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Ontario
Kim Neudorf
Kelly Jazvac at Museum London
August 29, 2018

The penciled-in premise of Museum London’s exhibition Lamina Stamina is starting to smear, echoing the inevitable off-gassing associated with the kind of plastic vinyl used throughout artist Kelly Jazvac’s career. In this survey of her work between 2008 and 2018, vinyl is draped, collaged, stitched, and even folded into intricate patterns. Her repurposed plastic now appears strange and weathered. What do we do with the material presence of what remains? The predominant feeling is one of inconvenience and guilt. The gnarled, wrinkled, lumpen shapes echo an exhausted utility and worth. The pieces are big and bulky, slippery and resistant; their material return can’t be ignored so easily.



Kelly Jazvac, Apron, 2013, salvaged adhesive vinyl (photo: Lucas Stenning)

Made from discards destined for the landfill, Jazvac’s vinyl work reenacts and performs this imperviousness (or stamina) via forms that collapse into and echo entities like black holes, vortexes, solar eclipses, and the weather itself. Other manifestations mark territory by overlaying the wall like a second skin, mirroring the tone and colors of nearby works like a sensitive camouflage. Conversely, the amount of work present feels more like a sampling, reigning in pieces such as the otherwise towering Battle of Leisure. The installation appears at times like the dormant fun zones of an unoccupied children’s science center with sculptural works as discarded objects of play and learning. The gallery’s grey rumpus-room-like carpeting further contributes to this vibe.

In an adjacent space, Jazvac’s research-based practice is introduced via collaborations with the University of Toronto’s Dr. Eric Jackman Institute of Child Study, MSc student Anika Ballent, Dr. Catherine Neish from Western University, geologist Patricia Corcoran, cellist Marie Gélinas, and a group of young videographers. Their attempts to document ways to think and talk through environmental contamination become something alternately circuitous and slippery.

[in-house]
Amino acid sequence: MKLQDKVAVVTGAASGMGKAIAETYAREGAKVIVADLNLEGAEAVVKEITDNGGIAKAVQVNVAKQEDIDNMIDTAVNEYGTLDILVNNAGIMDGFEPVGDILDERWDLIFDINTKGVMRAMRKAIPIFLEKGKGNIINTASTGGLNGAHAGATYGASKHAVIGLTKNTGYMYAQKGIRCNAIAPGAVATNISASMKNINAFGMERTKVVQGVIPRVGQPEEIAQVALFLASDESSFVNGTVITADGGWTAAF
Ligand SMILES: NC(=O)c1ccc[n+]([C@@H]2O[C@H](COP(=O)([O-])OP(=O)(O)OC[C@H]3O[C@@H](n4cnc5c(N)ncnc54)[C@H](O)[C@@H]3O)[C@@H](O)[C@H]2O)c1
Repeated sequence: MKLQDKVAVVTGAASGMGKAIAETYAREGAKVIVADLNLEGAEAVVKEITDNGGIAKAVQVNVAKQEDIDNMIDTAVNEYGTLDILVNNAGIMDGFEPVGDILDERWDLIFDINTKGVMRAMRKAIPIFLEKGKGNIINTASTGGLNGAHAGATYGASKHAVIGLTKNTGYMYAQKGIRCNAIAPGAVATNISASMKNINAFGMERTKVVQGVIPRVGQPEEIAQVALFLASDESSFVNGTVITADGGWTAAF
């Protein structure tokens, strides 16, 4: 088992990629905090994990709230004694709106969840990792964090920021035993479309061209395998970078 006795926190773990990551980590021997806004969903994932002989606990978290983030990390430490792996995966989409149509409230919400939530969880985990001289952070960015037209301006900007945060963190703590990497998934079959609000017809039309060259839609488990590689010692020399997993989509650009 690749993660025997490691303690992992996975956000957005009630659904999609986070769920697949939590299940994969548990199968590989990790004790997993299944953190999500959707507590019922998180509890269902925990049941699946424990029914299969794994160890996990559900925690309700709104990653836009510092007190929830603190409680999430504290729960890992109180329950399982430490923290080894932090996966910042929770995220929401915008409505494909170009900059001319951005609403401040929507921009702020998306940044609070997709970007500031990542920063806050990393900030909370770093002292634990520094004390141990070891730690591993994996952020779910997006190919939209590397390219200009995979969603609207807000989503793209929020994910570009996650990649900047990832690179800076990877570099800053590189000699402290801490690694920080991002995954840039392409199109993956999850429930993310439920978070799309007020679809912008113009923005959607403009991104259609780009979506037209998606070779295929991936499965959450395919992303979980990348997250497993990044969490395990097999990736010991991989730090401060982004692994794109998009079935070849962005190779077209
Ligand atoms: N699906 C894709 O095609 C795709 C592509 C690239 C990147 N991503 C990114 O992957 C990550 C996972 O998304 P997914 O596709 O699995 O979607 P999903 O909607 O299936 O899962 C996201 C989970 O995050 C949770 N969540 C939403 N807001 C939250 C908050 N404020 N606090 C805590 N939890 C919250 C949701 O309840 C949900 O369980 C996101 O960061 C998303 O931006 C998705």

In Forward Contamination, a video made with Ballent and Neish, bits of plastic fused with natural forms (or plastiglomerates) are being singled out by touch – each piece placed with tweezers into a comet-like trail. Two voices discuss space treaties, panspermia, and how not to contaminate other planets even while we keep doing this on earth. The vague, crunchy sound of friction can be heard as tweezers sort through debris. When a drum kit starts up and begins to drown everything out, the conversation starts to break down, voices straining to be heard. The final thoughts become a yell, alarmed and sped up. What comes out of all this thinking? What can humans learn from contemplating all this “physical and ideological” contamination? A voice shouts: “I guess you have to count it!” The metaphor is clear: trying to take account of the pervasiveness of environmental pollution is akin to feeling your way through what has and is still actively accumulating, changing, and settling into irreversible sediment. Jazvac suggests that in the midst of all these conversations, we start with the feeling of what we participate in every day.


Kelly Jazvac: Lamina Stamina continues until September 30.
Museum London: http://museumlondon.ca/exhibitions/kelly-jazvac-lamina-stamina
The gallery is accessible.


Kim Neudorf is an artist and writer based in London, Ontario. Her writing and paintings have appeared most recently at DNA Gallery and Forest City Gallery in London, Paul Petro and Franz Kaka in Toronto, and Modern Fuel Artist-Run Centre in Kingston.

 

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